Golden Tilefish Closure! What do I tell Eddie?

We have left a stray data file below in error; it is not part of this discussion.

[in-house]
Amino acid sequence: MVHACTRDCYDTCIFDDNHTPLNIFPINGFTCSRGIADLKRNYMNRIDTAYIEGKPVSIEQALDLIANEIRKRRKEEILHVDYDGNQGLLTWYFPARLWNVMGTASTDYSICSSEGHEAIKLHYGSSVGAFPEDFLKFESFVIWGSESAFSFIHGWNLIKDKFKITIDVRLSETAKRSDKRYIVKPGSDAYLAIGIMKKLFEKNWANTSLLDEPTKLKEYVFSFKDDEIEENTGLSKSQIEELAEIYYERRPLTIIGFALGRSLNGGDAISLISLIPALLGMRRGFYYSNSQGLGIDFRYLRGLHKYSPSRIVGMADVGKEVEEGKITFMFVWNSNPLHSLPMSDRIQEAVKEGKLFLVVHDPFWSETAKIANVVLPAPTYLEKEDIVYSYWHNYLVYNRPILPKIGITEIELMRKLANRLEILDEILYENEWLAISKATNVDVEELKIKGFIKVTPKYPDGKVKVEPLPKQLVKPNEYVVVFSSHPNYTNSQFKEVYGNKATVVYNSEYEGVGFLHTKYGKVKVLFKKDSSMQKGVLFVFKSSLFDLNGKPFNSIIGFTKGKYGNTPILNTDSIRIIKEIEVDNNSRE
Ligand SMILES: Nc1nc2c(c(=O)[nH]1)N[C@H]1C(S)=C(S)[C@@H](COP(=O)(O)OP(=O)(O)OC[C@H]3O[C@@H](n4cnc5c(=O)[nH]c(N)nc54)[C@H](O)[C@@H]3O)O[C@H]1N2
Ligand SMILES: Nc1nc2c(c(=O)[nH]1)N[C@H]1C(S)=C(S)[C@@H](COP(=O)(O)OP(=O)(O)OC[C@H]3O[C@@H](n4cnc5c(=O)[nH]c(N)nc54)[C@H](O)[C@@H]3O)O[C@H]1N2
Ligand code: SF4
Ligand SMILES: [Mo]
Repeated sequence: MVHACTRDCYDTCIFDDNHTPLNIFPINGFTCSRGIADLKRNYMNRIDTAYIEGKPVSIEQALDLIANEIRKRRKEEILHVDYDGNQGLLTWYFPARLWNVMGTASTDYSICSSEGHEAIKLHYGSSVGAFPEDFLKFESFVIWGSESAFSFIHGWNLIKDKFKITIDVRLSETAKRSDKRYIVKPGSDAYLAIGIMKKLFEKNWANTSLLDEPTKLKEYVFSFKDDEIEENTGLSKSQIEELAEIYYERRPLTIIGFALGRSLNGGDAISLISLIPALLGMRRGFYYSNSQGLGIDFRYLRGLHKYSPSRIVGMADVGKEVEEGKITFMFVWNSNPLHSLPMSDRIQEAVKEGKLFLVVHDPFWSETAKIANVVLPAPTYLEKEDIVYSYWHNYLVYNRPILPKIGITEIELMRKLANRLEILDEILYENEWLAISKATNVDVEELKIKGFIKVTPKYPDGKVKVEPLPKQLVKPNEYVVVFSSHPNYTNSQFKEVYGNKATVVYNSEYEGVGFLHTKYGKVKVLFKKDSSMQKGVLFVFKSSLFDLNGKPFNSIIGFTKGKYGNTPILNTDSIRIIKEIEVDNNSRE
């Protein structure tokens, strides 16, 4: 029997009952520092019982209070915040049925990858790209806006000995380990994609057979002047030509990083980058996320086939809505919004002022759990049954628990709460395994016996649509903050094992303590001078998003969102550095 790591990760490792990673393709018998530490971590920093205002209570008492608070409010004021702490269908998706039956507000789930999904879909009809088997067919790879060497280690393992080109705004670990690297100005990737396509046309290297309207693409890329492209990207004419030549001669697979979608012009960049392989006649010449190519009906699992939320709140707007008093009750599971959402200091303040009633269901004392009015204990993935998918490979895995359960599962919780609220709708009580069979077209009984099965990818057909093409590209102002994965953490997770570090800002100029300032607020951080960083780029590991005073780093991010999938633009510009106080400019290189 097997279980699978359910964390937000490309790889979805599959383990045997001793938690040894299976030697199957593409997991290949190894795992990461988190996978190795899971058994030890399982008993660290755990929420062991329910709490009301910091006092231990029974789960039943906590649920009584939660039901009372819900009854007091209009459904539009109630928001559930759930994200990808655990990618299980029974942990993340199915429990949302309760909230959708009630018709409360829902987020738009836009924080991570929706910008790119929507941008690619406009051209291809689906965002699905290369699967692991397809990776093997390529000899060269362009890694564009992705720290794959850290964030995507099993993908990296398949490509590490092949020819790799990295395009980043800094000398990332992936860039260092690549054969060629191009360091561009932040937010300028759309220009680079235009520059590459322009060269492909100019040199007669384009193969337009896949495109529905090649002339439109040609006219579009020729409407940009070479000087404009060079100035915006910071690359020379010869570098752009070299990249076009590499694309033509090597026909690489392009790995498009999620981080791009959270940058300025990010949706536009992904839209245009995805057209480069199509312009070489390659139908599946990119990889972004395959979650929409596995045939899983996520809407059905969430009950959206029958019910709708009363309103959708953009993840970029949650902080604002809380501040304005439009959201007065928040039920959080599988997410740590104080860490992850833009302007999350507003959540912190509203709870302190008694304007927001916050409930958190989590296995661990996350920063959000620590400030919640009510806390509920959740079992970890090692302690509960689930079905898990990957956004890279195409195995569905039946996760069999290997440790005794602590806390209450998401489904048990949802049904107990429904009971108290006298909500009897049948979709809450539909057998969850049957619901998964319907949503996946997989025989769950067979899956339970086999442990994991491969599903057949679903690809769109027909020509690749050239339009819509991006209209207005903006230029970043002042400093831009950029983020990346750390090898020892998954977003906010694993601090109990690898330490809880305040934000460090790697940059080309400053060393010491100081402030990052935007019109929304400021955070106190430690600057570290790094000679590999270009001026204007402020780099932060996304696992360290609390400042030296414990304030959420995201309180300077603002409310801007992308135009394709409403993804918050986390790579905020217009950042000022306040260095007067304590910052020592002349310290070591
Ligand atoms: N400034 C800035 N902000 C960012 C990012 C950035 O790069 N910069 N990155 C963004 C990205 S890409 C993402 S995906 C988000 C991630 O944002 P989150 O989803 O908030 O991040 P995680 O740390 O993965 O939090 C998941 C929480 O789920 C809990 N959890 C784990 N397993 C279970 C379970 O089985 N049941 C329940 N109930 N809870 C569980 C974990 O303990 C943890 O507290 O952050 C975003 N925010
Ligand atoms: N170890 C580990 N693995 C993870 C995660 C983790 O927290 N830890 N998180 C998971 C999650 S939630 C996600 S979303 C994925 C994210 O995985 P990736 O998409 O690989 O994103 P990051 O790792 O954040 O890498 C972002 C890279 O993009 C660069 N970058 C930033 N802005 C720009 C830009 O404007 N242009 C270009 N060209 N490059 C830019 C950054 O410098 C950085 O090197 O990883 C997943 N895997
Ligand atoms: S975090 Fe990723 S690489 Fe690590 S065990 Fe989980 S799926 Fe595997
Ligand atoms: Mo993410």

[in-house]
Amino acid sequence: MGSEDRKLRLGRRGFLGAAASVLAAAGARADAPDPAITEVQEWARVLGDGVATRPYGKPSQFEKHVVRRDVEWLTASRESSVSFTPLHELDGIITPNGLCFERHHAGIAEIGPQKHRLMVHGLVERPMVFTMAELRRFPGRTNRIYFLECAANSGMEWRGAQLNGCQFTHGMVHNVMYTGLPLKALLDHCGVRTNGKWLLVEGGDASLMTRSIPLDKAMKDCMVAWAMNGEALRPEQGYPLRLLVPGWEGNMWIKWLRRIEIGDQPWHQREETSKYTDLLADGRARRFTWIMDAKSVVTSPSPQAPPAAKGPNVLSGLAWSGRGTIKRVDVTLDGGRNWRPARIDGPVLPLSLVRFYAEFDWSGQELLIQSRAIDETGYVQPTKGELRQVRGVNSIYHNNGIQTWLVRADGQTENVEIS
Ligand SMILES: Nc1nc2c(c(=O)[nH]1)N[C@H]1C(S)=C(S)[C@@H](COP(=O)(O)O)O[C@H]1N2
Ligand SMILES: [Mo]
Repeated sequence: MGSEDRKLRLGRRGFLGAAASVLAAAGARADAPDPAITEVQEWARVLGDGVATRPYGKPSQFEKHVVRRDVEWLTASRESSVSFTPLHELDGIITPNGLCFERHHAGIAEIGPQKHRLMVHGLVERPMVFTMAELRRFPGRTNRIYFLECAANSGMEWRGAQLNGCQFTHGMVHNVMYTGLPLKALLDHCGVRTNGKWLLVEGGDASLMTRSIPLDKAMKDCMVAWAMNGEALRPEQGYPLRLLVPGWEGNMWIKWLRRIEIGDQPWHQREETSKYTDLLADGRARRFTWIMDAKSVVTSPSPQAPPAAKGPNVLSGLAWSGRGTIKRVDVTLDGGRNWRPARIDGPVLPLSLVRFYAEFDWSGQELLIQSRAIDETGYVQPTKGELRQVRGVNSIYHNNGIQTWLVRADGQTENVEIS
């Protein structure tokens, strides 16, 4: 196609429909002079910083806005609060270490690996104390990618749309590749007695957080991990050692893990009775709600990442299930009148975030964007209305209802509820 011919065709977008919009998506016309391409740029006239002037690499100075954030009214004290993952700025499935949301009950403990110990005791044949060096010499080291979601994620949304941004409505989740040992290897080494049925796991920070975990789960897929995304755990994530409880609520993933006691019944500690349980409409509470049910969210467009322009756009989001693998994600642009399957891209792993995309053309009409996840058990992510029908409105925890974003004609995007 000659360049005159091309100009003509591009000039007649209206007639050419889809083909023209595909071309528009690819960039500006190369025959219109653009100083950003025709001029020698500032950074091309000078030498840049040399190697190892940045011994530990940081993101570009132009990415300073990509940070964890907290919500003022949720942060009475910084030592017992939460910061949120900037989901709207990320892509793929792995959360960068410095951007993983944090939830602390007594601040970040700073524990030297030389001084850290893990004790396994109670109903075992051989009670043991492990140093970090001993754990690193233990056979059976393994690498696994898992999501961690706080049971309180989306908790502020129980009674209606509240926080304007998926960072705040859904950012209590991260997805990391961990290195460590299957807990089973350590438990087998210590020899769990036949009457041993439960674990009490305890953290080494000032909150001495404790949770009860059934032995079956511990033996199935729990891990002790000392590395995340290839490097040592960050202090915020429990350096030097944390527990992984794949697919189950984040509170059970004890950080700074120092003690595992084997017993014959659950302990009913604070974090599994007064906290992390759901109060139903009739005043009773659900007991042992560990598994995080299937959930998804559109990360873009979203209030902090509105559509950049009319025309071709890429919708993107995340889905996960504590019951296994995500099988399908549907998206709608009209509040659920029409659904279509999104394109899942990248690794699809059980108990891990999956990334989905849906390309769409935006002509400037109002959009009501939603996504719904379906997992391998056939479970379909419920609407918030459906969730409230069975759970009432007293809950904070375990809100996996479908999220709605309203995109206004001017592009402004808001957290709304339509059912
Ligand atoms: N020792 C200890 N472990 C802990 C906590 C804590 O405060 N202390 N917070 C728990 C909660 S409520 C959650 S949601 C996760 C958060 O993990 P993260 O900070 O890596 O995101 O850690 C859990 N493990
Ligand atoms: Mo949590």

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Eddie Moore with a Golden Tilefish By Capt. Marlin Scott as seen in the Keynoter, Saturday June 7, 2014 "There's always someone waiting to rain on your parade" or "If it seems too good to be true it probably is" are a couple of sayings that came to mind when I read the emails from the South Atlantic Fisheries Council. The headlines read "Recreational Harvest of Golden Tilefish and Snowy Grouper Closing in the South Atlantic on June 7th, 2014”. Further into the notification it read,  "The re-opening will be January 1st, 2015". So until we see confetti, this fishery is effectively shut down as of June 7th. The TOTAL fish count allowed for the South Atlantic Federal Waters from South Carolina to the Dry Tortugas is 523 snowy grouper for ALL of the recreational fishing sector combined. The total number allowed for golden tilefish in the same area is 3,019 and "NOAA Fisheries expects landings to reach or exceed the annual catch limit". Now I wonder What do I tell Eddie? Angler and Lower Keys resident Eddie Moore has found a new love, a few new loves actually. A brand spanking new 37' SeaHunter with all of the bells and whistles with deep drop fishing capabilities factory installed in each gunnel, and outlets for electric reels. He says to me, "Captain Marlin, I want you to teach me how to catch fish in deep water. Come to my house at 6:45am and we'll go, bring what we need.” Teaching is a favorite for me but teaching how to deep drop is a passion. Up early and loaded with the deep dropping gear I headed to his dock knowing we would be successful. We finished loading our ice at the Wharf on Summerland Key and then motored back into Niles Channel. Eddie asked if I had some GPS numbers to go to. I stared silently at the GPS chart and put my finger on a spot that looked good and said "There". He stared in disbelief and asked "You didn't bring any numbers?" I shook my head and said, "We're going to find some spots of your very own. We’re on a Lewis and Clark type expedition". He didn't seem convinced as he pressed the throttles to the pins of the SeaHunter Rocketship. At 40 miles an hour we were already almost there. The search was simple, all we did was look for deviations in the bottom around the 550-650 foot deep areas I call the "650 Break". The new Garmin electronics confirmed broken bottom. For thousands of years, the Gulf Stream current and strong storms have chewed away the deep lime rock forming structure for snowy grouper to inhabit. This would be one of Eddie’s new snowy grouper spots. Too simple really. Drop the 6 lb. weighted chicken rig baited with large bonito strips and keep the line perpendicular to the hull. These were the only technical instructions needed for Eddie. He, after years of boating knew exactly what I meant and did it perfectly. The second drift paid off with an 8 lb. snowy grouper. The one snowy grouper per vessel allowance meant we were done. Golden tilefish were next. Our next stop would be in an area known as the "Wall" offshore of the Lower Keys. On arrival, we found it was almost too rough for what we wanted to do. Deep dropping in 3-5 foot seas is not easy, especially with a current that was pulsing at 2-3 knots to the northeast. However, the first drift was all we needed before the rod twitched and tapped. This was followed by a reel stopping tail kick from a full-sized golden tilefish. Bringing the fish up from 1100 feet would take 3 minutes or more. Eddie looked over at me and said "This is easy!" As the reel finished the final powered revolutions, Eddie manually reeled in the rest of the leader exposing a beautiful golden tilefish over 20 pounds. We were now complete. Eddie just shook his head in disbelief. Deep dropping in the Florida Keys is for all intents and purposes now effectively closed. There are two ways to insure that full-sized snowy grouper and golden tilefish are not caught. The first is to either downsize your hooks dramatically in hopes of the hooks straightening. The second is even worse, don’t fish at all. Bringing them up from these depths usually means instant expiration for the fish and is wasteful because you can’t keep them. Unfortunately, here is the economic hit to our local economy if the second option is taken: Locally spent dollars for Eddie Moore's big day deep dropping for golden tilefish and snowy grouper are listed below. We only brought one deep drop rod with us on the boat (seriously). Our focus was deep dropping with no distractions. Fuel- $300.00 Ice- $15.00 Bait- $30.00 Captains fees-$300.00 plus $100.00 tip Total- $745.00 divided by 28 pounds of fish equals $26.60 per pound of recreational fishing value not including wear and tear to the SeaHunter. That's $26.60 per pound WHOLE FISH. Also not included in this figure is the potential for our local tackle shops to sell deep drop gear ranging from $1000.00 - $3,000.00 dollars per outfit. Not only is the closure an economic negative for our local economy but what do I tell Eddie?


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